Chicago Lyric Opera Orchestra musicians go on strike

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The musicians, represented by the Chicago Federation of Musicians and employed by the Lyric Opera of Chicago, went on strike Tuesday.

Chicago Lyric Opera Orchestra musicians went on strike Tuesday to protest cuts after they have not been able to negotiate a new contract.

The musicians, represented by the Chicago Federation of Musicians, are employed by the Lyric Opera of Chicago. Their union contract ran out in June and leaders say they have been negotiating since with little progress.

"Over the last six years, the budget of the Lyric Opera has increased by $24 million. None of that has come to the musicians. In fact, our share of the budget has gone down from about 14 percent to below 12 percent," said Kathleen Breuer of the musician's union.

The orchestra said management is demanding cuts that would "decimate" and "diminish" the orchestra. Among the cuts are the elimination of five positions, 8 percent pay cut, reducing the number of performances and working weeks from 24 to 22, and eliminating all of Lyric's popular radio broadcasts, according to the orchestra's statement.

Lyric Opera executive director Anthony Freud said: "Our business environment has changed and we have to change with it. Essentially we want to continue to paying good dates for work done but we cannot continue to pay for work not done."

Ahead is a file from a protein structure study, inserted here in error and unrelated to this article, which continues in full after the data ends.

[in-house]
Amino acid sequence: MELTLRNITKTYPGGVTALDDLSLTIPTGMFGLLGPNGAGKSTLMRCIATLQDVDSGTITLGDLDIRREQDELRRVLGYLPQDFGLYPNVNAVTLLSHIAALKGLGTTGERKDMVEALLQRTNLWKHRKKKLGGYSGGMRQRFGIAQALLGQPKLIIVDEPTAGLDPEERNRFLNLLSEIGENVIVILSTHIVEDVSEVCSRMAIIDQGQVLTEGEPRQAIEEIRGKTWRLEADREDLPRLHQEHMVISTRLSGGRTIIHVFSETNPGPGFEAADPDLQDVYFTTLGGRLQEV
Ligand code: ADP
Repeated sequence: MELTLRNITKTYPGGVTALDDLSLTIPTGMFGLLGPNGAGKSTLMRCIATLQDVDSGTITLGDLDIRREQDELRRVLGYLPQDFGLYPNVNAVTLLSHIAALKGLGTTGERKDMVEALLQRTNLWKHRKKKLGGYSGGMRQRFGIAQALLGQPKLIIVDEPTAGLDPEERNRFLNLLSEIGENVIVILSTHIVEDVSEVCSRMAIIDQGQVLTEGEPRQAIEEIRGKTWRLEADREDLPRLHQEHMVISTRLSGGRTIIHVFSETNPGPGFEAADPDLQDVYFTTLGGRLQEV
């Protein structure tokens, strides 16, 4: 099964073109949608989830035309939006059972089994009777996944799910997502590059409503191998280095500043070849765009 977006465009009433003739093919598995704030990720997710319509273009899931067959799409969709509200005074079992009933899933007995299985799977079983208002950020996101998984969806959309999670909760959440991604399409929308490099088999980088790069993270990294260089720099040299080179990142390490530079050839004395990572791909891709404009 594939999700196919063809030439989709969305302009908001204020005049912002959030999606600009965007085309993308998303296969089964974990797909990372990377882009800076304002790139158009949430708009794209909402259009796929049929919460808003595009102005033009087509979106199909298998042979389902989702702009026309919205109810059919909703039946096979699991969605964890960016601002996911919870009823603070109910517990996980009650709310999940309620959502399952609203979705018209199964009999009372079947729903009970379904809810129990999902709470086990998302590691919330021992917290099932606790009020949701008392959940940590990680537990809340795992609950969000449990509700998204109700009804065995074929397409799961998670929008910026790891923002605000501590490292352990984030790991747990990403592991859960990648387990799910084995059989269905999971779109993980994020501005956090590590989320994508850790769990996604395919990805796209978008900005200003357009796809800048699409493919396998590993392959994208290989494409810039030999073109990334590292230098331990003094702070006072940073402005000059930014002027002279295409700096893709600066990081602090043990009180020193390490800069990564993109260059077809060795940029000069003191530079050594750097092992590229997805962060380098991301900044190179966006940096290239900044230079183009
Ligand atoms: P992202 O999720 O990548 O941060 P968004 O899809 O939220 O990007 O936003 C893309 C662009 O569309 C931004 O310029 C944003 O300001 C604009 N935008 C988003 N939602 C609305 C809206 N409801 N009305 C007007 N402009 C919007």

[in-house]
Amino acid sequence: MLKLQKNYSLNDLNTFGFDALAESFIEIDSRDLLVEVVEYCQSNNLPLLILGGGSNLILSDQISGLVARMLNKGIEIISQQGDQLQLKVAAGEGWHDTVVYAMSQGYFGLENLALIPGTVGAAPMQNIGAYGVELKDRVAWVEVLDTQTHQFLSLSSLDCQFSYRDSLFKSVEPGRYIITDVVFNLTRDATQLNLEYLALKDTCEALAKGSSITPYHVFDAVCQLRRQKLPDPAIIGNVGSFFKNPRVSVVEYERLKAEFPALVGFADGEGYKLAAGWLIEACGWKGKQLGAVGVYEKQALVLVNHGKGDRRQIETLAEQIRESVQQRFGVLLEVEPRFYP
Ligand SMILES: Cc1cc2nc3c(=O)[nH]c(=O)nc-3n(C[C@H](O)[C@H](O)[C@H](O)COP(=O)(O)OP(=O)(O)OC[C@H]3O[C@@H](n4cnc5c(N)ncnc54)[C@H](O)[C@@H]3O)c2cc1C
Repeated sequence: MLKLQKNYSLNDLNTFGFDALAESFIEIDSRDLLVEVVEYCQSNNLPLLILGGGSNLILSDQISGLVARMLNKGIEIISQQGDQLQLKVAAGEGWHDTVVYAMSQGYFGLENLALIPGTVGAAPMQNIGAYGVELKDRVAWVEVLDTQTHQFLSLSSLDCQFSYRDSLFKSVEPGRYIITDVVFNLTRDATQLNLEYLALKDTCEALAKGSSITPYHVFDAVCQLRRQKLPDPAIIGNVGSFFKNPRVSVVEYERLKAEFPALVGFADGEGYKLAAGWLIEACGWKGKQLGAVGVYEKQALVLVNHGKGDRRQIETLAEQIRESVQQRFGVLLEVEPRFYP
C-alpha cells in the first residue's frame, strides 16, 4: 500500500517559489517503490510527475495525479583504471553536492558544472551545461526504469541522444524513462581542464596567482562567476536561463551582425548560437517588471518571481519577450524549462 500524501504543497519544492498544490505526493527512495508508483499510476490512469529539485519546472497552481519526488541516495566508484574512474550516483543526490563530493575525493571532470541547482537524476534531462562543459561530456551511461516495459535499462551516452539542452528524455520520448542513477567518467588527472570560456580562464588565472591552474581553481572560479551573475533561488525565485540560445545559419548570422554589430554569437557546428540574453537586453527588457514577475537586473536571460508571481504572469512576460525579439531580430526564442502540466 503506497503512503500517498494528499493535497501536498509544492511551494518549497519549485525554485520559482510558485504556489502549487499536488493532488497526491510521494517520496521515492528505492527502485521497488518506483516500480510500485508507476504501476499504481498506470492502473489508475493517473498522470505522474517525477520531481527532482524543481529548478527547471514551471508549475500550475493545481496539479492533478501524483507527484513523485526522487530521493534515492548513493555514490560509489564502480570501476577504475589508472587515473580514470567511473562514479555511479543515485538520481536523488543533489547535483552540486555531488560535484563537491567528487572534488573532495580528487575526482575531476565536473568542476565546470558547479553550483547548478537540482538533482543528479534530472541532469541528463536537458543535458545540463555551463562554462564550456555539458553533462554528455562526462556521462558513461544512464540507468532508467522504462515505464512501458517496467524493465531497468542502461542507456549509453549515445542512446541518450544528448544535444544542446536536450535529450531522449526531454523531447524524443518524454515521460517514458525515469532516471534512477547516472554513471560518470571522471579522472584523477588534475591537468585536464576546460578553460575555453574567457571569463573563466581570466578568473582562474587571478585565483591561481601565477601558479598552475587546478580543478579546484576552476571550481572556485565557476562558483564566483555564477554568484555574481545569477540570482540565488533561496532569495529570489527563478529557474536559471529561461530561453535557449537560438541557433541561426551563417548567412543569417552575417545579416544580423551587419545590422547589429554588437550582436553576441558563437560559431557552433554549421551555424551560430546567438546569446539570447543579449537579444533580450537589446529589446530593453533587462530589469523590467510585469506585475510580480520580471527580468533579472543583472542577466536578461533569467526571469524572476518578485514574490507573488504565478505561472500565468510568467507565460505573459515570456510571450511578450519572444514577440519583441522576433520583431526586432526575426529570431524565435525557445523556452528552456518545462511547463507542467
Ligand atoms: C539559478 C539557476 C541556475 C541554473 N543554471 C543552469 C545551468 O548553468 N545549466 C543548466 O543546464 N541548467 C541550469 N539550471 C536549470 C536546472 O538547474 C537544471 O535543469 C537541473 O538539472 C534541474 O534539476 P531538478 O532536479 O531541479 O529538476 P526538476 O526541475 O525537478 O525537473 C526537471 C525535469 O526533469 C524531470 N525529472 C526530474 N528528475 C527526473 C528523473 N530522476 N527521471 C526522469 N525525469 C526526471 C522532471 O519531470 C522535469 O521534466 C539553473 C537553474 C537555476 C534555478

On Tuesday, musicians picked outside the theater. There was no music inside, but they did perform outside on the picket line.

So far the Opera has had to cancel two performances.

Depending on how long musicians remain on strike, they may have to cancel more.

Both sides say they are intent on preserving the quality of the opera.

"I think the biggest challenge for Lyric is adjusting the organization to the realities as they are not as we wish they were. All of us have fond memories of when we did 90 shows a year. We're now doing 50 shows a year," said Lyric Board Chairman David Ormesher.

"I hope that we will be able to reach a resolution. We are certainly willing to talk about it. We're passionate about this cause and we don't want to see this become a shadow of its former self," said Kathleen Breuer, who plays violin.
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